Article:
There are pre-generated characters at the end of the book. For a quick session, a group could use them to get started quickly. It's true that lots of options can make character creation an hours-long chore. If you're concerned about this possibility, create a few archtype characters to serve as models in addition to the pregen characters in the back.

Some folks may be bothered by the long lists. I didn't find them as long as lists in GURPS. It feels like they are about the same length as Savage Worlds, maybe a bit longer. Features cover 23 pages and skills cover 6 pages. The character creation summary and the core mechanic combined cover less than a page. Skills are listed by governing attribute, so a player won't be poring over all six pages to pick up skills. In the same way, magic skills only cover one or two pages by type of magic. The only place where character creation may get bogged down is in the almost 19 pages of features available only at the moment of character creation. Having said that, the mechanical benefit takes up less than one line of text. My only suggestion for improvement would be to provide a page with the name of a feature, cost, restrictions and mechanical effect of each character feature.

All in all, this is a lot of fun to read. For this part of the book (pages 1 - 85), I would give it a 4.5 out of 5 stars.

Why Basic Fantasy

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To answer the question why, I'm going to start with some background. If you are the kind of person that wants "just the facts", skip to the end. The next-to-the-last paragraph answers the question very succinctly.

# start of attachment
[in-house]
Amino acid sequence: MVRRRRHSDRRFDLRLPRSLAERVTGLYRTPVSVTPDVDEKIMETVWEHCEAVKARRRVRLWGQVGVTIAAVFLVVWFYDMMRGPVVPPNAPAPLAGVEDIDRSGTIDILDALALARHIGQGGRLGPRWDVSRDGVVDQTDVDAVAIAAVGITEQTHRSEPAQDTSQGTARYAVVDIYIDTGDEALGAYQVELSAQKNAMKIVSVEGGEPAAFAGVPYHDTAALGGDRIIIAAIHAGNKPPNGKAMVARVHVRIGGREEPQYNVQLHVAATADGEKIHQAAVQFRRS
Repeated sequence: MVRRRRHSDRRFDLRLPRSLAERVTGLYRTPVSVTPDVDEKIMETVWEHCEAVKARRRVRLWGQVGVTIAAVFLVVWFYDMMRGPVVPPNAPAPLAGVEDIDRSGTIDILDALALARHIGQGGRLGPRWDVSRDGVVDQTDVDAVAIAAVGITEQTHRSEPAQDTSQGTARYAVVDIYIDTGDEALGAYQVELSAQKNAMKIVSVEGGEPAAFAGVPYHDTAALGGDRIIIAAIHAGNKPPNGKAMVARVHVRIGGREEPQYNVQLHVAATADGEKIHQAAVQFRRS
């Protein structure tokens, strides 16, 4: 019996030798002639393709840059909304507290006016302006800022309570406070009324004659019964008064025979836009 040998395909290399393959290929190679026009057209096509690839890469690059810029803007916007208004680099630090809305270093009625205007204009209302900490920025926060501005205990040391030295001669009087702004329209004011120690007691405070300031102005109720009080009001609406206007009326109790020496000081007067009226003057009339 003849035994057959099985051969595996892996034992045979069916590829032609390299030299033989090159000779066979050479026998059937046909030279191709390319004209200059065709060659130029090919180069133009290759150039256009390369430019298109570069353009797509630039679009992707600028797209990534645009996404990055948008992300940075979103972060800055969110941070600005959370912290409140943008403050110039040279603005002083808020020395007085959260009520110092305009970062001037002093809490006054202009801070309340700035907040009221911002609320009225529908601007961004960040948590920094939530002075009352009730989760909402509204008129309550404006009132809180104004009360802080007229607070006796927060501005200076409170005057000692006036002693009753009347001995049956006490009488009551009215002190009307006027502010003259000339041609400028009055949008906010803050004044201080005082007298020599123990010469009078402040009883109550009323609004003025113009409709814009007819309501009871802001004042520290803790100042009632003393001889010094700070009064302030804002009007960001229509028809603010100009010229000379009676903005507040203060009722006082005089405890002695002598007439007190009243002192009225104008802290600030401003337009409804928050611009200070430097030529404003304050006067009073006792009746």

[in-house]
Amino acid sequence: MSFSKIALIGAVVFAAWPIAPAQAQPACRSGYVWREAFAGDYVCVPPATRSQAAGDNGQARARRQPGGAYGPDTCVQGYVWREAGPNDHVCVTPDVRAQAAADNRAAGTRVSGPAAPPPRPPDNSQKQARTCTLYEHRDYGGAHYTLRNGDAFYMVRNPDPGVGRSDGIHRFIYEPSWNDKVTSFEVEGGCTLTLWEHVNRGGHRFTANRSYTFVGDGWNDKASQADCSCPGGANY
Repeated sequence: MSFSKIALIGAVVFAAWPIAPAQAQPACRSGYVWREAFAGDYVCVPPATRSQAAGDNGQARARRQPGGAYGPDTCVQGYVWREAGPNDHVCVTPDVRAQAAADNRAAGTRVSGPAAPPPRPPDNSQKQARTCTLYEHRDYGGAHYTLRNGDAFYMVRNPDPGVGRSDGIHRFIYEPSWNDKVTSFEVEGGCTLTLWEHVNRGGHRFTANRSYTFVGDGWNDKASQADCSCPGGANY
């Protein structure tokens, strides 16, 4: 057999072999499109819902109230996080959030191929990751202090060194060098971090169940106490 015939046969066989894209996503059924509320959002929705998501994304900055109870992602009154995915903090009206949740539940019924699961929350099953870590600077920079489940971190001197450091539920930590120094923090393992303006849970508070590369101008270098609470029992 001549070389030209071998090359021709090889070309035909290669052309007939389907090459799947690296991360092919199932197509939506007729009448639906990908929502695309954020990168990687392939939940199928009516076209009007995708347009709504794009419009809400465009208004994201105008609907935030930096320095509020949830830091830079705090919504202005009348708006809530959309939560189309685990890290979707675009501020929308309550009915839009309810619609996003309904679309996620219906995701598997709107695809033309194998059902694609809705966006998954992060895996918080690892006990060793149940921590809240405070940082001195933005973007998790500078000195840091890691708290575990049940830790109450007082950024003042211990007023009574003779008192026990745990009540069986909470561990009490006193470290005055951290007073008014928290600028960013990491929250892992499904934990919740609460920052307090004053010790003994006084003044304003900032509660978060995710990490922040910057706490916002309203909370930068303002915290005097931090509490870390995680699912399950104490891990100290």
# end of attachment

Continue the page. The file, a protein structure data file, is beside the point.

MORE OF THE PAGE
When I began writing for Nevermet Press, there was some discussion about creating statistics and details for various game systems. Most of the writers played 4e, so that was the big focus. I wanted to help, but since I have never played 3e, 3.5e, or 4e, all I could do is generate stats for systems in less demand. I had wanted to do OpenD6 conversions because I love the system, but WEG's apparent implosion led me to look elsewhere.

When I returned to gaming about four years ago, I had heard of various retro-clones that used the Open Gaming License to create the feel of earlier versions. Since I have only played earlier editions of any rpg (Marvel, Shadowrun, D&D, Ars Magica, Hero, etc.), these neoclassical rulesets seemed like the perfect place to start. I downloaded several and eagerly read through the rules.

What followed was a tremendous sense of nostalgia. I read OSRIC and remembered all the games my high school group played until 3am. It was great! I also read many others, all with similar feelings. I went into my RPG library and dug out my B/X rules,  BECMI rules, 1e rules and 2e rules. I skimmed through most of them before diving into my notebook of house rules. (Note: It's not this set of house rules, but I like the name.)